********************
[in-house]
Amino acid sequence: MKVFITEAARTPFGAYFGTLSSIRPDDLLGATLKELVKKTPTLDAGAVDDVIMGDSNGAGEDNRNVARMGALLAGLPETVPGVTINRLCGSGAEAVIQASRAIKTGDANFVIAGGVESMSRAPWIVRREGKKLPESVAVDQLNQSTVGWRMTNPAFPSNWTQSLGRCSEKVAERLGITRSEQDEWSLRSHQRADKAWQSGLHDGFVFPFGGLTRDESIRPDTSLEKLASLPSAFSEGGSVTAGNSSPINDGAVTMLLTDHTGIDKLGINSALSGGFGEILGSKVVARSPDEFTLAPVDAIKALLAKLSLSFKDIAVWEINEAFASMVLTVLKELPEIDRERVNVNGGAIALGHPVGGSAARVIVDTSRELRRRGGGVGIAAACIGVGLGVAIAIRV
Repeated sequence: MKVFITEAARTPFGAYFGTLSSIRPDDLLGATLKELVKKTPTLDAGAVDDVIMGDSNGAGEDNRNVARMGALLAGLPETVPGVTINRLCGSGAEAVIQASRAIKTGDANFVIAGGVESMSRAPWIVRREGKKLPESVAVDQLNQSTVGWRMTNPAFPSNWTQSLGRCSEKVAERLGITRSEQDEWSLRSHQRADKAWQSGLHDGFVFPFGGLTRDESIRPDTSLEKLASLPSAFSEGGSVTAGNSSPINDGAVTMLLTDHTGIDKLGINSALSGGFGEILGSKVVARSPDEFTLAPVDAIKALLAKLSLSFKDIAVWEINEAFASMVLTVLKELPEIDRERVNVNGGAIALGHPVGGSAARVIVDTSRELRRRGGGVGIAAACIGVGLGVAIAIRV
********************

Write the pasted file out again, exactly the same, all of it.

[in-house]
Amino acid sequence: MKVFITEAARTPFGAYFGTLSSIRPDDLLGATLKELVKKTPTLDAGAVDDVIMGDSNGAGEDNRNVARMGALLAGLPETVPGVTINRLCGSGAEAVIQASRAIKTGDANFVIAGGVESMSRAPWIVRREGKKLPESVAVDQLNQSTVGWRMTNPAFPSNWTQSLGRCSEKVAERLGITRSEQDEWSLRSHQRADKAWQSGLHDGFVFPFGGLTRDESIRPDTSLEKLASLPSAFSEGGSVTAGNSSPINDGAVTMLLTDHTGIDKLGINSALSGGFGEILGSKVVARSPDEFTLAPVDAIKALLAKLSLSFKDIAVWEINEAFASMVLTVLKELPEIDRERVNVNGGAIALGHPVGGSAARVIVDTSRELRRRGGGVGIAAACIGVGLGVAIAIRV
Repeated sequence: MKVFITEAARTPFGAYFGTLSSIRPDDLLGATLKELVKKTPTLDAGAVDDVIMGDSNGAGEDNRNVARMGALLAGLPETVPGVTINRLCGSGAEAVIQASRAIKTGDANFVIAGGVESMSRAPWIVRREGKKLPESVAVDQLNQSTVGWRMTNPAFPSNWTQSLGRCSEKVAERLGITRSEQDEWSLRSHQRADKAWQSGLHDGFVFPFGGLTRDESIRPDTSLEKLASLPSAFSEGGSVTAGNSSPINDGAVTMLLTDHTGIDKLGINSALSGGFGEILGSKVVARSPDEFTLAPVDAIKALLAKLSLSFKDIAVWEINEAFASMVLTVLKELPEIDRERVNVNGGAIALGHPVGGSAARVIVDTSRELRRRGGGVGIAAACIGVGLGVAIAIRV